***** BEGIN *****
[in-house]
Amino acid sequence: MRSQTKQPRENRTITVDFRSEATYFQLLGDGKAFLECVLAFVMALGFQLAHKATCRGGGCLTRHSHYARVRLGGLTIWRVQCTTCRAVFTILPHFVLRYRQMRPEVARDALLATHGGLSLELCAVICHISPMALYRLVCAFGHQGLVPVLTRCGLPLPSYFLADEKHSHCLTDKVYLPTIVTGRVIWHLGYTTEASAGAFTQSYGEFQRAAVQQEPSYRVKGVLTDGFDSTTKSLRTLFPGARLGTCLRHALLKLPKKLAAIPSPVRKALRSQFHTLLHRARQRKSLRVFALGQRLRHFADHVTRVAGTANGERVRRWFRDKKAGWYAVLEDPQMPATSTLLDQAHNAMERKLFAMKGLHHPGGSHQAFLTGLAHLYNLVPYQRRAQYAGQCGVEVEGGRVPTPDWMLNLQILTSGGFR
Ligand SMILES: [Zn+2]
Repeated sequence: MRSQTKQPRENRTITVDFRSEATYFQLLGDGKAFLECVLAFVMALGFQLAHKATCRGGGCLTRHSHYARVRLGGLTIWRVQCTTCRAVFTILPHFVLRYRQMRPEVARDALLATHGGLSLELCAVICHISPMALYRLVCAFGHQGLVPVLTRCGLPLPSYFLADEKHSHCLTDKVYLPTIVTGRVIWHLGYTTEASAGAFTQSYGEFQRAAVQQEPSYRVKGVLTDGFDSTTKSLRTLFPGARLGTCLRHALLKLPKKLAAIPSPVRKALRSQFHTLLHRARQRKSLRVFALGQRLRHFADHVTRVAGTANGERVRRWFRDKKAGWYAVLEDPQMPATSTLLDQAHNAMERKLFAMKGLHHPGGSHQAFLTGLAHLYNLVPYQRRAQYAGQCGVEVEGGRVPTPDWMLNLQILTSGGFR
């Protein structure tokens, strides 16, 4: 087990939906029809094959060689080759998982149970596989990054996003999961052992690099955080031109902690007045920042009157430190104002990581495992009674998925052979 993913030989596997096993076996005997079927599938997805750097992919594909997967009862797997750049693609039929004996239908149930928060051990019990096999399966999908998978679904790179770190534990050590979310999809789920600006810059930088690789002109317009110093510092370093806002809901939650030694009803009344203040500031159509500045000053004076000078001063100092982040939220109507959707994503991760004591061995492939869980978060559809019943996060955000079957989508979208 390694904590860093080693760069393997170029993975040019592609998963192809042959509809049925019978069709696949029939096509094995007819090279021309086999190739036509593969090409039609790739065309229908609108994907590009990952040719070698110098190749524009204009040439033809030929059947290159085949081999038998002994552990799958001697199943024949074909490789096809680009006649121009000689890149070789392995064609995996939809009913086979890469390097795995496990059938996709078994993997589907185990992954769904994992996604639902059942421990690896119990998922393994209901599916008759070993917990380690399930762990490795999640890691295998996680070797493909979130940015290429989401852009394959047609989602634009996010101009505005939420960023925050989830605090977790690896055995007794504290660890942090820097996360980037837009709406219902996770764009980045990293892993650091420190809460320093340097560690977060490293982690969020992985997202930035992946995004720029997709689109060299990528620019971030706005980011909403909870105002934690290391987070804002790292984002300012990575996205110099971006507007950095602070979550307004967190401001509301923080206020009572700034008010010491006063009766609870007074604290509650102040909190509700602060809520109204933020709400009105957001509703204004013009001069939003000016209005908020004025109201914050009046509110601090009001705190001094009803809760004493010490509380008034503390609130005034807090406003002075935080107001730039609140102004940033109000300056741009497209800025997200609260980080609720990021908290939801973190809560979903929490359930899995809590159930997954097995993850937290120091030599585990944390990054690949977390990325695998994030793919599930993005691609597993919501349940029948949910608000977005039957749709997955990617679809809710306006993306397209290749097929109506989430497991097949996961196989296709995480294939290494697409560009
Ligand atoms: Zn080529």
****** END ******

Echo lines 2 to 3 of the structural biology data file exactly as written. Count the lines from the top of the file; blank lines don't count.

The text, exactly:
Amino acid sequence: MRSQTKQPRENRTITVDFRSEATYFQLLGDGKAFLECVLAFVMALGFQLAHKATCRGGGCLTRHSHYARVRLGGLTIWRVQCTTCRAVFTILPHFVLRYRQMRPEVARDALLATHGGLSLELCAVICHISPMALYRLVCAFGHQGLVPVLTRCGLPLPSYFLADEKHSHCLTDKVYLPTIVTGRVIWHLGYTTEASAGAFTQSYGEFQRAAVQQEPSYRVKGVLTDGFDSTTKSLRTLFPGARLGTCLRHALLKLPKKLAAIPSPVRKALRSQFHTLLHRARQRKSLRVFALGQRLRHFADHVTRVAGTANGERVRRWFRDKKAGWYAVLEDPQMPATSTLLDQAHNAMERKLFAMKGLHHPGGSHQAFLTGLAHLYNLVPYQRRAQYAGQCGVEVEGGRVPTPDWMLNLQILTSGGFR
Ligand SMILES: [Zn+2]